Emergency Rental Relief Gaining Momentum in Some States

Rental assistance spending in June surpassed the entire year's total so far, but there's still a long way to go.

July 25, 2021, 11:00 AM PDT

By James Brasuell @CasualBrasuell


Eviction Crisis

Kevin RC Wilson / Shutterstock

"Emergency rental relief reached far more tenants and landlords in June than in previous months, reflecting delayed progress as the Biden administration, states and cities attempt to stave off an eviction crisis later this summer," reports Rachel Siegel.

As much money was paid to households in need of assistance in June as January through May combined, according to Siegel. Despite the progress, the pace of relief is slow relative to the amount of money available to support households through the economic consequences of the pandemic:

But housing experts caution there is a long way to go. Only about $3 billion was spent on rent, utilities and arrears through June — just a fraction of the $46 billion, in total, Congress appropriated for emergency rental aid. The vast majority of the money has not been spent while states and cities struggle to prop up programs that get money out the door.

Diane Yentel, president and chief executive of the National Low Income Housing Coalition, is quoted in the article noting that many states and cities have yet to provide any assistance to renters in need.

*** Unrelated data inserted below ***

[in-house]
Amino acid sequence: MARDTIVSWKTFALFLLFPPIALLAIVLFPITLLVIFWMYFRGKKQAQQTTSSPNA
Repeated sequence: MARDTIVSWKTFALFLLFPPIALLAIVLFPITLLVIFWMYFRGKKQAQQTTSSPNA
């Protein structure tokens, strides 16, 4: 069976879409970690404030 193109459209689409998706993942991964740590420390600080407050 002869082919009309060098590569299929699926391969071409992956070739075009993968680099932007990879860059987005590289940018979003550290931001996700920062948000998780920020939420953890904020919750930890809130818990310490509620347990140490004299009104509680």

Indeed, Treasury data released Wednesday shows spotty progress. Some states saw encouraging jumps — the state of Illinois went from reporting zero assistance in the first five months of the year to $95.4 million in June, in large part because state officials took so long to build the program. California’s spending more than doubled in June to $74.4 millionup from $30.2 million in May.

Other places continued to lag behind or didn’t see major increases in spending, according to the Treasury data. Idaho paid out $1 million in rental assistance in May, and $1.1 million in June. Nevada paid out $2.6 million in May, then paid out less — $700,000 — in June.

For details about why some states have suddenly ramped up spending, click through to the source article.

For more reading on how to speed up rental assistance programs, see a recent article that listed three ideas to accomplish that goal.

Wednesday, July 21, 2021 in The Washington Post

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